During an interview with The New York Times in March, Mr. Trumka characterized the PRO Act as, in effect, labor’s last best hope. Because of growing inequality, our economy is on a trajectory to implosion,” he said. “We have to have a way for workers to have more power and employers to have less. And the best way do that is to have the PRO Act.”

Ms. Shuler echoed that point, arguing that labor will be primed for a resurgence if the measure becomes law. “We have everything in alignment,” she said. “The only thing left is the PRO Act to unleash what I would say is the potential for unprecedented organizing.”

But so far, placing most of labor’s hopes on a piece of legislation strongly opposed by Republicans and the business community has proved to be a dubious bet. While the House passed the bill in March and Mr. Biden strongly supports it, the odds are long in a divided Senate.

When asked whether the A.F.L.-C.I.O. could support Mr. Biden’s multitrillion-dollar jobs plan if it came to a vote with no prospect of passing the PRO Act as well, Mr. Trumka refused to entertain the possibility that he would have to make such a decision.

video game industry and other technology sectors.

Such funding can help support workers who want to help organize colleagues in their spare time, as well as a small cadre of professionals to assist them. “You have 100 people who you pay $25,000 per year, and 15 people full time, and the people can build something where they live,” Mr. Cohen said.

Stewart Acuff, the A.F.L.-C.I.O.’s organizing director from 2002 to 2008 and then a special assistant to its president, said the federation’s role in organizing should include more than just directly funding those efforts. He said it was essential to make adding members a higher priority for all of organized labor, as he sought to do under Mr. Trumka’s predecessor.

“We were challenging every level of the labor movement to spend 30 percent of their resources on growth,” said Mr. Acuff, who has criticized the direction of the federation under Mr. Trumka. “That didn’t just mean organizers. It meant using access to every point of leverage,” like pressuring companies to be more accepting of unions.

Mr. Acuff also said that the A.F.L.-C.I.O. must be more willing to place long bets on organizing workers that may not pay off with more members in the short term, but that help build power and leverage for workers.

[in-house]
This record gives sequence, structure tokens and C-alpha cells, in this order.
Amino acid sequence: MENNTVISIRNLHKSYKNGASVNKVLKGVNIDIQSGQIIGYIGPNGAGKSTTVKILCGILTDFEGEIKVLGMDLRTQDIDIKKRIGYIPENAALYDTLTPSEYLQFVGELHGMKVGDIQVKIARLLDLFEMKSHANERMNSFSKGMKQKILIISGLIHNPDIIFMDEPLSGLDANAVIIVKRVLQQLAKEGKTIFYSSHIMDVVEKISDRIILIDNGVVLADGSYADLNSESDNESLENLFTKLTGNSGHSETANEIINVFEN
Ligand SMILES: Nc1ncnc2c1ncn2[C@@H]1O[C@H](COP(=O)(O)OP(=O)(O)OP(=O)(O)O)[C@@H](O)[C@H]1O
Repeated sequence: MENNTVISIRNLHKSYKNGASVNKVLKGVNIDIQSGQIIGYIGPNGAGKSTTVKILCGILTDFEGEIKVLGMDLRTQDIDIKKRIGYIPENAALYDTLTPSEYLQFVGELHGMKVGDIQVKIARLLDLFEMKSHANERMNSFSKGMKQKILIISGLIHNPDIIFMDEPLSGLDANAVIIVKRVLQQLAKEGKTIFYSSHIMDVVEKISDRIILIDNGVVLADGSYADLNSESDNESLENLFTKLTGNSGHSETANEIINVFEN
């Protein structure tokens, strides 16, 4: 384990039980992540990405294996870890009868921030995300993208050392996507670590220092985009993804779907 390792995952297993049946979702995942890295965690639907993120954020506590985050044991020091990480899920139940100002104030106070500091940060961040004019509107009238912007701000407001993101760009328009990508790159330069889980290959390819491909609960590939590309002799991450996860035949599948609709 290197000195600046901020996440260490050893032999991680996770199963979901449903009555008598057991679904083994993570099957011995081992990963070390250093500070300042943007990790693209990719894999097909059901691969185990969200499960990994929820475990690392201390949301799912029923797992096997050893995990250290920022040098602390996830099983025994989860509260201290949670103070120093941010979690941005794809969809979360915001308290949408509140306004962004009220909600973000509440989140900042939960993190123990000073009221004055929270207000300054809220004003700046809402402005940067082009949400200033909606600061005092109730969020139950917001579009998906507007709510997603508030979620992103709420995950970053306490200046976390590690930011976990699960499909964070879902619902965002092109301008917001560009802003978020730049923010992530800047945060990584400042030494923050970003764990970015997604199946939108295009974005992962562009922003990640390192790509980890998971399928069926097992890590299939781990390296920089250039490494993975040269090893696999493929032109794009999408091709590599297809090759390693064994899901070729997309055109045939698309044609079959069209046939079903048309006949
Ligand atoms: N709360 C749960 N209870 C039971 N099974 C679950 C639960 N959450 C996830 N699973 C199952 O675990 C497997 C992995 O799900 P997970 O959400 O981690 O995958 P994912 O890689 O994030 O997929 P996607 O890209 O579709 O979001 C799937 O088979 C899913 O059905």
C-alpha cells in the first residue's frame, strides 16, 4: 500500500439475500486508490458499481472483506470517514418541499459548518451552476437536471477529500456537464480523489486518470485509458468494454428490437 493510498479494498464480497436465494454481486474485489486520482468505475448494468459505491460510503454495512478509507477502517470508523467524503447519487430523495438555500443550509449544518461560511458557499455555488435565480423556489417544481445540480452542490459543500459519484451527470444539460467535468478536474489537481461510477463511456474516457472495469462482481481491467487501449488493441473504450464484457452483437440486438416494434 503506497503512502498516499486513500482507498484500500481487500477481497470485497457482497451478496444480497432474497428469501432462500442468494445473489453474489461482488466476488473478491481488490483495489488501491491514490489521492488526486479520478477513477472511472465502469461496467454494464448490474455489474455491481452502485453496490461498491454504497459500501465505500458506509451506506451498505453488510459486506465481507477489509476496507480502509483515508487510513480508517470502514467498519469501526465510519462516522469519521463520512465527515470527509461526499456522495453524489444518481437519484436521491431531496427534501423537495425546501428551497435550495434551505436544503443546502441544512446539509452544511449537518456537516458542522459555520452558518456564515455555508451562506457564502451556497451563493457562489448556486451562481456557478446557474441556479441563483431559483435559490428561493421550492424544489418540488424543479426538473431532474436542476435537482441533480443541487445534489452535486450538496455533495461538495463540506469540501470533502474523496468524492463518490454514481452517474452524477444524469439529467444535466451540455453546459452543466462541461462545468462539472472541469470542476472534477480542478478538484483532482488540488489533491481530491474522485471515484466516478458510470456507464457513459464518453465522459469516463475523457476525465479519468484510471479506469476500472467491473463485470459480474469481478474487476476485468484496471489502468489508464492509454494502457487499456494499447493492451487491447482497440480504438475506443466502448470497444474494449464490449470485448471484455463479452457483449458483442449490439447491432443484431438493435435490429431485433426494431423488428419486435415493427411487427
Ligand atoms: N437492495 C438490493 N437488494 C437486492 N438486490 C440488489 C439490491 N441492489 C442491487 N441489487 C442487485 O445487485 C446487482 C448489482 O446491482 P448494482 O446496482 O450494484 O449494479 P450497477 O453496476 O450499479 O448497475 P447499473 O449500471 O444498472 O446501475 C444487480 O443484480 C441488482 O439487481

succeeded in many ways even though it has produced few if any new union members. The A.F.L.-C.I.O. has supported the Fight for $15 but not provided direct financial backing.

Mr. Cohen and Mr. Acuff both cited the importance of building long-term alliances with outside groups — like those championing civil rights or immigrant rights or environmental causes — which can increase labor’s power to demand, say, that an employer stand down during a union campaign.

speech he made in Ferguson, Mo., after a young Black man, Michael Brown, was shot to death by a police officer there in 2014.

But Mr. Trumka faced a backlash on this front from more conservative unions, who believed the proper role of the A.F.L.-C.I.O. was to focus on economic issues affecting members rather than questions like civil rights.

“There were some unions — not just the building trades — who felt like that work was not what we should be focusing on,” Carmen Berkley, a former director of the A.F.L.-C.I.O.’s Civil, Human and Women’s Rights Department, said in an interview last year.

argued for diverting much of the tens of millions of dollars the labor movement spends on political activities to help more workers unionize.

But Ms. Shuler insists that deciding between investing in organizing and the federation’s other priorities is a false choice.

“I don’t think that they are mutually exclusive,” she said. “The way modern organizations work, you no longer have heavy institutional budgets that are full of line items. We organize around action. We identify a target where there’s heat.” Then, she said, the organizations raise money and get things done.

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BuzzFeed Is Going Public. Now What for Vox Media, Group Nine and Vice?

“For us, it’s a question of ambition and opportunity, and we are ambitious,” said Jim Bankoff, Vox Media’s chief executive. “We are going to evaluate our options, but we’re going to do it from a position of strength.” He would not comment on financial details or any potential deals.

Group Nine had talks with major publishers, including Vox Media, about a possible merger for its own SPAC listing, but so far none have materialized, according to three people with knowledge of the matter. Ben Lerer, the head of Group Nine, said in an interview that the company was “in an enviable position” given its recent sales growth.

“The SPAC obviously allows us to be even more ambitious,” he said.

An option for Group Nine would be a deal with one of its largest backers: Discovery Inc. The media giant recently orchestrated a daring takeover of WarnerMedia in an effort to better compete in streaming. Group Nine’s properties have helped drive hundreds of thousands of new customers to Discovery’s streaming platform through content partnerships, making it an attractive takeover target.